Sprint's New Push-to-Talk Network to Launch in 4th Quarter

 
 
By Michelle Maisto  |  Posted 2011-03-16 Email Print this article Print
 
 
 
 
 
 
 

Sprint Direct Connect service, a part of its Network Vision blueprint that shifts its push-to-talk service from iDEN to CDMA, will launch during the fourth quarter.

Sprint has introduced Direct Connect, the planned next-generation of its push-to-talk services, powered by its broadband Code Division Multiple Access (CDMA) network.  Direct Connect will launch during the fourth quarter, Sprint said in a March 16 announcement, and offer three times the square-mile reach of its current PTT offering.

Direct Connect will launch with an initial portfolio of rugged devices from Motorola and Kyocera, including an ultra-rugged camera flip phone and an Android-running smartphone with a touch-screen and QWERTY keypad. In addition to the capabilities of Sprint's current PTT phones, the new devices will feature next-generation PTT applications, high-speed data access, high-resolution cameras and Bluetooth.

Once the transition to CDMA is complete, Sprint plans to phase out its iDEN network, which it acquired during its 2004 purchase of Nextel.

 "We've seen steadily increasing demand for faster data speeds, better and broader coverage, and more applications on push-to-talk devices," Paget Alves, president of Sprint Business, said in a statement. "Sprint Direct Connect is designed to solve for all three, and is expected to come with sub-second push-to-talk call setup time initially in Sprint CDMA RevA coverage areas. Sub-second call setup is expected to expand across the U.S. with the implementation of Network Vision."

Network Vision is the long-term blueprint for overhauling the Sprint network, which the carrier shared in December 2010.

"Network Vision is expected to consolidate multiple network technologies into one seamless network, resulting in enhanced coverage, quality and speed; better network flexibility; reduced operating costs; and improved environmental sustainability," Sprint explained in the statement. "The plan includes a complete upgrade of Sprint's current wireless networks accompanied by changes in device chipsets and network infrastructure."

Specific benefits are expected to include an increase in Sprint's PTT coverage area of nearly 2.7 million square miles, increasing the population serviced from 278 million people to 309 million. In-building coverage is also expected to improve, as are voice and data capacity, as Sprint leverages its 800MHz, 1.9 GHz and 2.5GHz spectrum holdings. (The latter, Sprint added, comes, thanks to its partnership with 4G WiMax provider Clearwire; it's over the 2.5GHz spectrum that Clearwire provides 4G services to Sprint and Clear devices.) Additionally, all of Sprint's PTT devices are expected to be interoperable.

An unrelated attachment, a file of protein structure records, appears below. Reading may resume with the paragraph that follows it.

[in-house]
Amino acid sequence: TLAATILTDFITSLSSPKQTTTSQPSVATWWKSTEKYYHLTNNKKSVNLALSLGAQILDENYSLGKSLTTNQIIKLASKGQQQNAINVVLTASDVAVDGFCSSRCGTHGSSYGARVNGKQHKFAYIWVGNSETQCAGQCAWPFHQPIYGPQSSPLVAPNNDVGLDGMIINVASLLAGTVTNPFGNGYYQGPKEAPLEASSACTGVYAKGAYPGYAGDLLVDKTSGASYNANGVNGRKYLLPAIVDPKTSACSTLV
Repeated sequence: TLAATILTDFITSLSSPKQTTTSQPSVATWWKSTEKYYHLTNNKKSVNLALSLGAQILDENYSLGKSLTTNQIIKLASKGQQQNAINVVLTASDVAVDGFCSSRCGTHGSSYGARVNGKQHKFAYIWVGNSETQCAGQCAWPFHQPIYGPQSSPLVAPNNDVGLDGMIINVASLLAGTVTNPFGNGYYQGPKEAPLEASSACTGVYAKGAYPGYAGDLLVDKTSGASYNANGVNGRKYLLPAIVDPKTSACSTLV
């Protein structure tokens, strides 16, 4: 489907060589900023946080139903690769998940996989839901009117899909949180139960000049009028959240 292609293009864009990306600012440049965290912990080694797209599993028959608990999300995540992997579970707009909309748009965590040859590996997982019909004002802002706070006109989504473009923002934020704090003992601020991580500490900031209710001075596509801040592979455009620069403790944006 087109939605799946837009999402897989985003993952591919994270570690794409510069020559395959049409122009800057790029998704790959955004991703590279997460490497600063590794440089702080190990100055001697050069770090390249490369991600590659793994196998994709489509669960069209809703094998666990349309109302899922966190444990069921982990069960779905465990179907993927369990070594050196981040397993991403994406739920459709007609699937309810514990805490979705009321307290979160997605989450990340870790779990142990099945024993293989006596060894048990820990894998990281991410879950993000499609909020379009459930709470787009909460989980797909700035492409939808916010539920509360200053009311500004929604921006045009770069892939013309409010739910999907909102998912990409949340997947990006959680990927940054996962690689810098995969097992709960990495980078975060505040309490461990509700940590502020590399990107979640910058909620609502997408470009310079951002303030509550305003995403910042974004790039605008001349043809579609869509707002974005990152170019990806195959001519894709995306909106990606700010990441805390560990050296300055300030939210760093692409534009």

"We believe the new push-to-talk service powered by a broadband network and featuring competitively priced rugged handsets and smartphones will represent an unmatched offering in the market," said Alves.

On any network, applications are still a make-or-break feature, and Sprint plans to involve developers in the creation of new PTT applications through its Sprint Gets Rugged developer program. It'll also engage partners about developing a PTT accessories portfolio, and reach out to customers who require custom PTT solutions to help with their migration to the CDMA network.

In 2012, Sprint said, it plans to expand its device portfolio further with new features and form factors, including devices that support PTT conversations for up to 200 participants and international PTT calls.

 


 
 
 
 
Michelle Maisto has been covering the enterprise mobility space for a decade, beginning with Knowledge Management, Field Force Automation and eCRM, and most recently as the editor-in-chief of Mobile Enterprise magazine. She earned an MFA in nonfiction writing from Columbia University, and in her spare time obsesses about food. Her first book, The Gastronomy of Marriage, if forthcoming from Random House in September 2009.
 
 
 
 
 
 
 

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